TG&R: Next Steps for CGs
Last week pastor Leonce Crump, Jr. spoke at our Conversation on the Gospel and Race about how Vintage, as a predominately white church, can be a more diverse church, support minorities in the public sphere, and erode the effects of racism in our lives and the lives of others. FYI, we’ll be posting the audio from Leonce’s talk and Q&A very soon, so stay tuned.
I had to write it down to make it personal: I can’t not care.
One of the biggest things that stood out to me from the Conversation was about halfway through, as Leonce was addressing apathy and talking about our responsibility towards our neighbors. He talked about the corporate nature of salvation, how we’re saved not individually but corporately, as part of the family of God. Because we’re family, we can’t not care about things that harm and oppress our family members. Speaking as a member of the white majority, when my brothers and sisters in minorities experience far more social and economic barriers than I do, when they are disdained because of their ethnicity or skin color in a way that I have never experienced, that should move me. I had to write it down to make it personal: I can’t not care. I don’t know about you, but in my normal week-to-week, when I’m trying to pay bills, remember to get my car’s oil changed, and make time to hang out with friends, I typically don’t think about others’ problems. I think about mine. Apathy towards other people’s problems is self-preservation, it’s energy conservation, it retreats from empathy in order to focus on the self. I don’t care about other people’s problems because I’m using up all my care on myself.
“I can’t not care” was the most humbling part of the night for me, because it revealed my own misaligned affection, and because “I can’t not care” has a Gospel tone at it’s core that I needed to hear. I’m supposed to make other people’s problems my own problems because Jesus made my problem his problem. I can’t not care because Jesus refused to not care. And seeing that my problems nailed Jesus to a cross, I can never take up my cross to follow him if I’m too busy looking out for myself.
Advice for CG Leaders from Michael Darbouze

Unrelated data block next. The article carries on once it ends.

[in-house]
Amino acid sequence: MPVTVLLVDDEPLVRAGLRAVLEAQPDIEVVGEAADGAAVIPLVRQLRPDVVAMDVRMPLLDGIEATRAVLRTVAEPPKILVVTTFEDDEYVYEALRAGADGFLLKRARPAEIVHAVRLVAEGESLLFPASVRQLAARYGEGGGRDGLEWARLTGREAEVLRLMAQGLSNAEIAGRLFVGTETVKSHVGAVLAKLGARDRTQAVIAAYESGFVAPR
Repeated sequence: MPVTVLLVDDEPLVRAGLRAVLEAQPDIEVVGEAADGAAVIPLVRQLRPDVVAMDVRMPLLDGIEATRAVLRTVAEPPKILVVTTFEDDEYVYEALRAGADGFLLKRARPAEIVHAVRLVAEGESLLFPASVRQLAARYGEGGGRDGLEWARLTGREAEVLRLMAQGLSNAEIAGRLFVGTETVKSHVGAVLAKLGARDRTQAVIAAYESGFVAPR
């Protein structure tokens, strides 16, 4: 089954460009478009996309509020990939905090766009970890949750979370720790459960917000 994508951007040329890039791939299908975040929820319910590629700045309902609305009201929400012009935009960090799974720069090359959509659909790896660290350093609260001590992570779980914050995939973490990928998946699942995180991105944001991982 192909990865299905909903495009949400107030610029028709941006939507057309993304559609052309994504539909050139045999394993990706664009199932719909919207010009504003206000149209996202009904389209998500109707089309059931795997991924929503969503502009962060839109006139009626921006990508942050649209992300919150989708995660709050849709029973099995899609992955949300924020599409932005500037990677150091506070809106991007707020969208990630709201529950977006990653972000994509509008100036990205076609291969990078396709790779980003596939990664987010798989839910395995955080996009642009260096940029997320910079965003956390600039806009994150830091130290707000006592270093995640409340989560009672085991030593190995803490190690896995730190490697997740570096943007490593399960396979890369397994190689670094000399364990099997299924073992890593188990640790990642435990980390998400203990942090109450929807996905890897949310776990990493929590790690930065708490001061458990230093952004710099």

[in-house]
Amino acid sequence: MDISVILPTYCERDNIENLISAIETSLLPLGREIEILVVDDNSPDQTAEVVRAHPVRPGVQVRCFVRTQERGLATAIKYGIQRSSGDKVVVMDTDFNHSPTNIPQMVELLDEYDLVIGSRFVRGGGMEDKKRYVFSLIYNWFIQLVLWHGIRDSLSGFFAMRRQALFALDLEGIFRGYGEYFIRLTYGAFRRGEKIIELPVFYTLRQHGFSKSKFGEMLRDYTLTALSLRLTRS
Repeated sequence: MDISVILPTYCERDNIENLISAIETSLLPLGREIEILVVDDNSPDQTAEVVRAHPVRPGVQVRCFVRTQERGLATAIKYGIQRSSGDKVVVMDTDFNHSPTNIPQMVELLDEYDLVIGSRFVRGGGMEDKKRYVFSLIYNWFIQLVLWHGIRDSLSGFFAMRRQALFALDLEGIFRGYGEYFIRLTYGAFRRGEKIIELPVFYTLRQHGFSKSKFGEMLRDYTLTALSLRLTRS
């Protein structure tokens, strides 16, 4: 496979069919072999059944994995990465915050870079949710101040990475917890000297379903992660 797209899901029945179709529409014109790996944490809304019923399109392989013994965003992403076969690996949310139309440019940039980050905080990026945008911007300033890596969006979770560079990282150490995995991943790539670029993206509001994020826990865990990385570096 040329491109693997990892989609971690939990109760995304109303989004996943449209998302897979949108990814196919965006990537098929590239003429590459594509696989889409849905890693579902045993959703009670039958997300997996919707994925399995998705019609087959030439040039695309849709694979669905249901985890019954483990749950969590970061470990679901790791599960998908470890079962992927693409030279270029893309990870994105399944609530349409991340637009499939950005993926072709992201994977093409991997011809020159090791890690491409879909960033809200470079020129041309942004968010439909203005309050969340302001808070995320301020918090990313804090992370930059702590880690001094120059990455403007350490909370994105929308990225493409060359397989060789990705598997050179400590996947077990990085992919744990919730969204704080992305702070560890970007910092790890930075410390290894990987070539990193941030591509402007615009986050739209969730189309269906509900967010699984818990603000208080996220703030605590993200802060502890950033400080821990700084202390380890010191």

If you were able to attend the Conversation, hopefully you’ve had some time over the last week to reflect on how that impacted you. In addition to this self-reflection, I hope you’ve begun to consider how this affects the way you lead your community group. Following Leonce’s talk I got a chance to catch up with Michael Darbouze, lead pastor of Vintage Church Durham, about how to apply this content to our community groups. He recommended three things, which I found super helpful:
1. Understand the problem
Becoming a student is the best place to start. Doing so requires humility, and in this case that means being willing to admit that you don’t know everything about race in America, and that you might not yet know enough to have an informed opinion. Pray for a teachable spirit, and look for resources to grow in your understanding. If you haven’t read anything about race, read something! Check out our book recommendations for ideas on where to start. If you aren’t a reader, look for podcasts on the subject from folks like Acts 29, Gospel in Life, or The Gospel Coalition (here’s a great one from TGC by Charlie Dates).
2. Understand your people
To engage as a group, start by considering where your group members are on an idealogical/engagement spectrum concerning race and racial reconciliation. Are they uniformed, disinterested, knowledgeable, engaged? Are they willing to learn but don’t know where to start? Your own journey as a leader can be of benefit to your group members as you share what you learn, and vice versa. Many of you will have someone in your group who is more knowledgeable than you on this subject; think about how their expertise could help your group. As you study scripture together every week, consider how it might relate to this topic. Pray together for compassion, awareness, and opportunities to engage with others who aren’t like you. This requires ongoing dialogue, openness to talking about racial issues, tact in knowing when and how to talk about it, the safety to work your thoughts out aloud, and above all, humility. You’ll notice that some of that can naturally occur during your normal Bible-study discussion each week, and some will happen outside that study. That means your group needs time to engage outside Bible study, which dictates the way you hold your gatherings (to allow for time before and/or after study) and the way you spend time around each other outside those gatherings (by talking about meaningful things rather than just shooting the breeze). In summary, the point of all this isn’t to toe a party line, but to be willing to be transformed by the renewing of your mind in the context of your community. (Romans 12:2)
3. Press in
As you’ve grown in your understanding of the problems facing minorities in our country, and grown in your understanding in the context of your group, find areas to press in and engage with folks who aren’t like you. One super tangible example Leonce gave was opening your dinner table. Hosting someone from a different racial or ethnic background than you is a great way to grow in empathy and pursue unity. As a group, locate social spheres in which you can relate as peers to people who are different than you, and then figure out how to engage in those spheres. Maybe that’s through things block parties, neighborhood service, sports leagues, community meetings, school functions, etc. Having increased your knowledge and perception, the key here is to increase your empathy and willingness to step into uncomfortable spaces for the sake of unity.
I hope you found Michael’s three steps as helpful as I did. Just so you know, we’ll continue to post resources from our Conversation on the Gospel and Race here, along with other resources to help you lead your group well.